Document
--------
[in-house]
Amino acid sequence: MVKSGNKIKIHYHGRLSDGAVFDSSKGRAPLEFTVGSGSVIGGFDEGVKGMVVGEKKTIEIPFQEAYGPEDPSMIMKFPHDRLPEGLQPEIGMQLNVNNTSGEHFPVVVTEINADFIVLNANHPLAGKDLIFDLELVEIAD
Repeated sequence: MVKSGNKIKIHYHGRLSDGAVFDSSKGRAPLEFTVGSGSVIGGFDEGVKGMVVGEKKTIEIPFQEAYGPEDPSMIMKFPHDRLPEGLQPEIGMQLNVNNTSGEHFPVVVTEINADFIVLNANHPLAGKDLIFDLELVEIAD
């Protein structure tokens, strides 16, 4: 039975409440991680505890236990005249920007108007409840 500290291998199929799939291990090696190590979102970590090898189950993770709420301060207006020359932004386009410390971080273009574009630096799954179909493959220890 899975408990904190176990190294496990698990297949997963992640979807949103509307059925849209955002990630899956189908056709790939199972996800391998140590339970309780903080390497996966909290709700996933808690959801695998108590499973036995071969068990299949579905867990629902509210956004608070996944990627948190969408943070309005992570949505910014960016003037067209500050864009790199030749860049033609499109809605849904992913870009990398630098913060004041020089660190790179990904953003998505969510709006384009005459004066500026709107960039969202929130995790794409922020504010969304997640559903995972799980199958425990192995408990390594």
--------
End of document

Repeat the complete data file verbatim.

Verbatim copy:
[in-house]
Amino acid sequence: MVKSGNKIKIHYHGRLSDGAVFDSSKGRAPLEFTVGSGSVIGGFDEGVKGMVVGEKKTIEIPFQEAYGPEDPSMIMKFPHDRLPEGLQPEIGMQLNVNNTSGEHFPVVVTEINADFIVLNANHPLAGKDLIFDLELVEIAD
Repeated sequence: MVKSGNKIKIHYHGRLSDGAVFDSSKGRAPLEFTVGSGSVIGGFDEGVKGMVVGEKKTIEIPFQEAYGPEDPSMIMKFPHDRLPEGLQPEIGMQLNVNNTSGEHFPVVVTEINADFIVLNANHPLAGKDLIFDLELVEIAD
């Protein structure tokens, strides 16, 4: 039975409440991680505890236990005249920007108007409840 500290291998199929799939291990090696190590979102970590090898189950993770709420301060207006020359932004386009410390971080273009574009630096799954179909493959220890 899975408990904190176990190294496990698990297949997963992640979807949103509307059925849209955002990630899956189908056709790939199972996800391998140590339970309780903080390497996966909290709700996933808690959801695998108590499973036995071969068990299949579905867990629902509210956004608070996944990627948190969408943070309005992570949505910014960016003037067209500050864009790199030749860049033609499109809605849904992913870009990398630098913060004041020089660190790179990904953003998505969510709006384009005459004066500026709107960039969202929130995790794409922020504010969304997640559903995972799980199958425990192995408990390594």